Gas Pumps Being out of Calibration?
Today I filled the tank on my truck the EVIC was saying 18.0 mpg but after I filled up the Actual number was more like 16.8 mpg (353 miles / 21 gallons filled to the first click) Now that is about a 6.7% error in fuel economy reading. No Surprise there seeing how that seems to be a normal finding on this forum. Also when i was getting gas I had a 5 gallon gas can for my lawn mower can and i filled the the can exactly on the 5 gal mark and the the gas pump said 5.25 gal which is about 4.8% error in the pump. So if my calculations are correct the percent error in my EVIC is more like 1.9% or about 17.65ish mpg (corrected for the pump being off) which sounds correct.
I guess my question is has anyone else found this to be the case when they by gas and put it in a gas can?
If so maybe the EVIC isnt as wrong as everyone says it is or maybe is just don't know how to do math lol and I'm horribly wrong
I did do a little searching just didn't find what i was looking for.
5 gallon cans will hold more as they age or on warm days, they stretch.
the EVIC figures avg mpg based on the last 2-3 hours of driving, thus why it is usually off. mine will often show 10 mog for the avg because each morning i crank my truck, drive out to the barn to take care of the horse and leave it idling, drive 3 miles to work, then drive home, idle at the barn for 10 mins, then park and shut off. but then over the weekend when i drive around a lot it will jump up to 18 mpg because of the hours of idling rolling off.
the only way to get a true reading at the gas pump, is to pump your gas at 60 degrees F
that is why the people that know, say to fill your tank in the early morning, during the hotter months
Out here, the Dept. of Agriculture checks the gas pumps at regular intervals & also on random dates & times
Any pump that is found to pump more or less than the proper measured gallon, is RED TAGGED, they have a correction chart for temperatures
here is the chart
Adding to what davidgcet said; the line on your 5 gal gas can is very, very, very approximate and is only usable when determining how much oil to add if you are mixing fuel for a 2 cycle engine. The Weights and Measures department that tests these pumps uses a device called a prover which has a custom designed narrow neck with a sight glass that after being properly calibrated is very accurate but pretty much useless as a portable gas can. :)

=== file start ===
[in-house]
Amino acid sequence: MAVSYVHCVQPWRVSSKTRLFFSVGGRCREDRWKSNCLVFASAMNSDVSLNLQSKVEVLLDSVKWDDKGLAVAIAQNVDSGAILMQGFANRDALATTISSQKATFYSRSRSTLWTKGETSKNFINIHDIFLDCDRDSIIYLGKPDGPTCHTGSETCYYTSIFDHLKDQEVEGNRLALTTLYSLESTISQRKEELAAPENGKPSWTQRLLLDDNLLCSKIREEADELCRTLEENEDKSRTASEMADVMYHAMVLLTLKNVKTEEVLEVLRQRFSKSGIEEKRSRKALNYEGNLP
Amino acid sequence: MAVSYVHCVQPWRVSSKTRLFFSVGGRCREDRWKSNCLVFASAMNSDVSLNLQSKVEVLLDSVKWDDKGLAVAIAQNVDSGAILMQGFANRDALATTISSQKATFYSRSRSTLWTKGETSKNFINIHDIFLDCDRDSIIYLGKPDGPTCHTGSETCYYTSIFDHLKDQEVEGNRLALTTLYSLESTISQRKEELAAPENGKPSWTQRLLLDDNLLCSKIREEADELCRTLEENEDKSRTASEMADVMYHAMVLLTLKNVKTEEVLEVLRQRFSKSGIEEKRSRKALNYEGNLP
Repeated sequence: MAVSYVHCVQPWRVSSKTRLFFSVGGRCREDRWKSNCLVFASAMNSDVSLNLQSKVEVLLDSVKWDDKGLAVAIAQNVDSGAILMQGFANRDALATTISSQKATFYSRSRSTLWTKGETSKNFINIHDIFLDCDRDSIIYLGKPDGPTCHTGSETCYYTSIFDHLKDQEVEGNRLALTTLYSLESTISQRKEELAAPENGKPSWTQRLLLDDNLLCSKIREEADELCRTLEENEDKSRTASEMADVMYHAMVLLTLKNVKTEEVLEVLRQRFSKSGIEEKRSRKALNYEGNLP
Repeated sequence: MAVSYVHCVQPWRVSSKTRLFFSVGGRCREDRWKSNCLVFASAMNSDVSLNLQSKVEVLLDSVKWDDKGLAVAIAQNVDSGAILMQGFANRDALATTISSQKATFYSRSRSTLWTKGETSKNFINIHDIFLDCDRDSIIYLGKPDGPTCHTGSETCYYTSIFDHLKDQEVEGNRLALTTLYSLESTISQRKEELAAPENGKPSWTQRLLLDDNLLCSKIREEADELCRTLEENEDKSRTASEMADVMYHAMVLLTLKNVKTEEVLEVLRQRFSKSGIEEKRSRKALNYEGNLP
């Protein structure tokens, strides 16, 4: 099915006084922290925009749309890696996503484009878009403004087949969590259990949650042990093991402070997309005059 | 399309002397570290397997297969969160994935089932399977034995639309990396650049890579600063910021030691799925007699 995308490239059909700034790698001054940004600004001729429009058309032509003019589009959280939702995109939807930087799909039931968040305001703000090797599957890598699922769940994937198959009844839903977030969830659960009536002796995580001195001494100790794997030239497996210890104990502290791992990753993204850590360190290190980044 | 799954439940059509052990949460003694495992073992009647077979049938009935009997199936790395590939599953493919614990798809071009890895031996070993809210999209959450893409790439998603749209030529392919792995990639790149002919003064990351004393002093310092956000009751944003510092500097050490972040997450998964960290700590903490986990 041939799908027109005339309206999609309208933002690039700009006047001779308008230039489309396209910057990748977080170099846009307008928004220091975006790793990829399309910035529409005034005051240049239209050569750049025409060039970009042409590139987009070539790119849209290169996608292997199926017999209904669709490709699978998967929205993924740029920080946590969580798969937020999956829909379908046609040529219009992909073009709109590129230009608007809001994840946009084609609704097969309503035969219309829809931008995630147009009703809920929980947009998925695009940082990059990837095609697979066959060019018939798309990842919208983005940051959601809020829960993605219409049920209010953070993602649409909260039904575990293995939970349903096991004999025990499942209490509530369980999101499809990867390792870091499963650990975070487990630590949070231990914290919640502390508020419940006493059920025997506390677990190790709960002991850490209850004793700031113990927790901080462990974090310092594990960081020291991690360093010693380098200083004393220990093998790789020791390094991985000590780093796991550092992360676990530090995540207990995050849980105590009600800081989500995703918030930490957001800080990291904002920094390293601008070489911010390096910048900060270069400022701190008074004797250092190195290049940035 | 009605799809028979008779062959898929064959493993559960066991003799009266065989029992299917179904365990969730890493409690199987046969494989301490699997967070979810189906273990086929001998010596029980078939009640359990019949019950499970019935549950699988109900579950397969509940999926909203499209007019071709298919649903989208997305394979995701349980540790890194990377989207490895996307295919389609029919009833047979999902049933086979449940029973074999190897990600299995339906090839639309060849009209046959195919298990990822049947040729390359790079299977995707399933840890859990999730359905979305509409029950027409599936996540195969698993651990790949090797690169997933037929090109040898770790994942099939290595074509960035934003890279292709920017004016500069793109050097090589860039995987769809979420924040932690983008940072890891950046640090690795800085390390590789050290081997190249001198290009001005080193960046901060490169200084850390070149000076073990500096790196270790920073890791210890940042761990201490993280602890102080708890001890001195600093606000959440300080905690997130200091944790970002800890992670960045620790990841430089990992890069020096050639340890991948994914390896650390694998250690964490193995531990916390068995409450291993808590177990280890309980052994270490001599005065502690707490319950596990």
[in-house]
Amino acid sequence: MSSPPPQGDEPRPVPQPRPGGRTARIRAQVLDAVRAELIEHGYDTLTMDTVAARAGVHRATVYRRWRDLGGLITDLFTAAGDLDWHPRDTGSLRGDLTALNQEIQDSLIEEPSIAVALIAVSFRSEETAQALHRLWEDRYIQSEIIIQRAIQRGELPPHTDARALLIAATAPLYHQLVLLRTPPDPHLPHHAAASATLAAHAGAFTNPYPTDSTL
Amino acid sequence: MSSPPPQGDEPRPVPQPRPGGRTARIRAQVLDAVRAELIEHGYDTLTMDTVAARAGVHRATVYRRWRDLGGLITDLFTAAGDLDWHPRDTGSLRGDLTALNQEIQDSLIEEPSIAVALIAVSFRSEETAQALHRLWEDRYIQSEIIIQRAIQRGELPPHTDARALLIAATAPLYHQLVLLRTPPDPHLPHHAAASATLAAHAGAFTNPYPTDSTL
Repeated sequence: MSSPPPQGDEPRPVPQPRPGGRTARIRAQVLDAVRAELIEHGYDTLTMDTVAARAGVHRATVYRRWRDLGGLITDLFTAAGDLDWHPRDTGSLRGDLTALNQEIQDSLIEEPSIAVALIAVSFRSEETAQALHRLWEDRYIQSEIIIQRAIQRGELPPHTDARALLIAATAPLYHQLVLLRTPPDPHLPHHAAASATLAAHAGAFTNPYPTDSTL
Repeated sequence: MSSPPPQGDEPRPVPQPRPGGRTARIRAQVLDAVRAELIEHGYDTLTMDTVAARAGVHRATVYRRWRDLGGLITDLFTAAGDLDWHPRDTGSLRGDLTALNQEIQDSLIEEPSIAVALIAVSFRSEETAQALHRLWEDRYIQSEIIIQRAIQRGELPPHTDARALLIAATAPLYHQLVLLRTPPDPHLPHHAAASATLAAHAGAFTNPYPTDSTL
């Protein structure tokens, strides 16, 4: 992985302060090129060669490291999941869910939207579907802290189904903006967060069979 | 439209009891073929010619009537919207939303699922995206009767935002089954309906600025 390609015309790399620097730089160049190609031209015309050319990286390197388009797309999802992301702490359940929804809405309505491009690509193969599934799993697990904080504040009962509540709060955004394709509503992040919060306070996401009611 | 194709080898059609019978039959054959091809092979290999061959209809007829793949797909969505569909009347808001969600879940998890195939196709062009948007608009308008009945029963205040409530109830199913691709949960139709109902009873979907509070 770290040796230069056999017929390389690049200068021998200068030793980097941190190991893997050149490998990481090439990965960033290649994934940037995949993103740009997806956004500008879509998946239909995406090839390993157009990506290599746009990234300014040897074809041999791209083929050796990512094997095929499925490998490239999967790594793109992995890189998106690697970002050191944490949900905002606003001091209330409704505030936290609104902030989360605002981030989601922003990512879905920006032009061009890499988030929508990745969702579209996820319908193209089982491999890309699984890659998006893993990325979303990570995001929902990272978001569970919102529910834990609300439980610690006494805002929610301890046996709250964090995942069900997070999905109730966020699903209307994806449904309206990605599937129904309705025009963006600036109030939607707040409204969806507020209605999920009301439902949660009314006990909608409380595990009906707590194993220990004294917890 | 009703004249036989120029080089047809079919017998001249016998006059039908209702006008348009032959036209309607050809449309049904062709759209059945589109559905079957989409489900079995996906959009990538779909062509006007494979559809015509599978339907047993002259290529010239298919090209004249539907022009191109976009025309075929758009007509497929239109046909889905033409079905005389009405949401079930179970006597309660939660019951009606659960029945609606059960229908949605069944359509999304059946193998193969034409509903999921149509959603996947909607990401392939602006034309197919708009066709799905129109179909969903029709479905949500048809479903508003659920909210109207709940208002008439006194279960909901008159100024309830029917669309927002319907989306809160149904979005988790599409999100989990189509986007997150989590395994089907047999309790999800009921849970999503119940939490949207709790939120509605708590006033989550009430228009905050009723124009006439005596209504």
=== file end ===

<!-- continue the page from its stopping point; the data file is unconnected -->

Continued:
GTyankee also brings some great information to the table (Thanks for posting the temperature correction chart! :smileup:) that has an affect on how much fuel you purchased. In Canada your fuel purchases are corrected to 15deg Celsius and in the US to 60 deg Fahrenheit (Basically the same temperature)
What this means is the expansion of fuel with temperature is great enough to take into consideration. This also ensures the issues can be caught using the daily (or more often) tank dips which are also temperature corrected. If the dips do not agree with the pumps, then either the pump is wrong or the tank is leaking.
I have heard the claims that yo should buy your fuel early in the morning when it's cool to get the most fuel. Although this may have been true many years ago, the temperature correction system makes this no longer effective.
Another consideration; if the station has in-ground tanks, the temperature of the fuel is very stable, and remarkably close to 60 deg F. The time of greatest fluctuation is when the tanks are filled. On a hot day, the tanker truck is pouring in some pretty hot fuel that may take a day to stabilize. Conversely, in the winter (especially in the northern states and Canada) the fuel is pretty cold when poured into the tanks. These are the times the correction at the pump is the greatest.
In the end you will pay the same price for the amount of 'energy' you bought, which in the case of gasoline is measured in BTU.
The EVIC in your truck is a 'guideline' and will never pass a calibration test for a 'legal for trade' liquid meter. In fact, it is not capable of even getting close as it uses the gas gauge as an input device to know how much fuel is in the tank. I know that most people know their vehicle well enough to know if the top or bottom half is bigger. In calculating mpg accurately, the top and bottom halves MUST be exactly the same. Although our fuel gauges are much more accurate then they used to be, they are still just a general guideline.
Hope this helps. :)
Thanks for all your information i didn't realized how much the temperature of the gas effects its volume. It just bothers me that the EVIC is more accurate but whateves. Yea i just did assume though the gas can was very precise. And my EVIC is reading within +-10% so thats not too bad i guess.
Thanks for all your insightful responses :smileup:
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